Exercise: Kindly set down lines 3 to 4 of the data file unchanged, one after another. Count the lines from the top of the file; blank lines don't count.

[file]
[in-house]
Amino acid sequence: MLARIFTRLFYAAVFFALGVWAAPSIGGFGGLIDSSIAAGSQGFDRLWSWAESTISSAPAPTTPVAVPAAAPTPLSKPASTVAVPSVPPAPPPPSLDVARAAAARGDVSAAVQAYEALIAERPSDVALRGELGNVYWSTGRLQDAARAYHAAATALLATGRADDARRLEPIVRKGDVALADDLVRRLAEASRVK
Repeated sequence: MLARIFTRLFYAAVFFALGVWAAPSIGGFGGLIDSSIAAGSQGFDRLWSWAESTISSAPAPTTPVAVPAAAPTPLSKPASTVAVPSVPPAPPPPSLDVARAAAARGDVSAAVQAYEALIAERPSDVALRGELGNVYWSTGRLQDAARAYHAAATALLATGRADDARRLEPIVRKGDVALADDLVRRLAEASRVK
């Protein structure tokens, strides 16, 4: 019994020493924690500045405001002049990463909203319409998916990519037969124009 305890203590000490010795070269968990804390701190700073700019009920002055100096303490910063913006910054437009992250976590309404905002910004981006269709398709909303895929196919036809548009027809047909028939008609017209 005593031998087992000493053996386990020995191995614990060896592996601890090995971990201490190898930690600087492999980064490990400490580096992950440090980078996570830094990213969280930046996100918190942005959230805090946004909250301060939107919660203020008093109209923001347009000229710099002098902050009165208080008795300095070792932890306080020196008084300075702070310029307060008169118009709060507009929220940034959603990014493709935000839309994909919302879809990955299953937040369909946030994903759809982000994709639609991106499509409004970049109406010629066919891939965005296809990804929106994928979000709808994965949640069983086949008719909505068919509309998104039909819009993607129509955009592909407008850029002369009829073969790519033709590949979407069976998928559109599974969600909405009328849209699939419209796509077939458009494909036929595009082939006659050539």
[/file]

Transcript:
Repeated sequence: MLARIFTRLFYAAVFFALGVWAAPSIGGFGGLIDSSIAAGSQGFDRLWSWAESTISSAPAPTTPVAVPAAAPTPLSKPASTVAVPSVPPAPPPPSLDVARAAAARGDVSAAVQAYEALIAERPSDVALRGELGNVYWSTGRLQDAARAYHAAATALLATGRADDARRLEPIVRKGDVALADDLVRRLAEASRVK
């Protein structure tokens, strides 16, 4: 019994020493924690500045405001002049990463909203319409998916990519037969124009 305890203590000490010795070269968990804390701190700073700019009920002055100096303490910063913006910054437009992250976590309404905002910004981006269709398709909303895929196919036809548009027809047909028939008609017209 005593031998087992000493053996386990020995191995614990060896592996601890090995971990201490190898930690600087492999980064490990400490580096992950440090980078996570830094990213969280930046996100918190942005959230805090946004909250301060939107919660203020008093109209923001347009000229710099002098902050009165208080008795300095070792932890306080020196008084300075702070310029307060008169118009709060507009929220940034959603990014493709935000839309994909919302879809990955299953937040369909946030994903759809982000994709639609991106499509409004970049109406010629066919891939965005296809990804929106994928979000709808994965949640069983086949008719909505068919509309998104039909819009993607129509955009592909407008850029002369009829073969790519033709590949979407069976998928559109599974969600909405009328849209699939419209796509077939458009494909036929595009082939006659050539």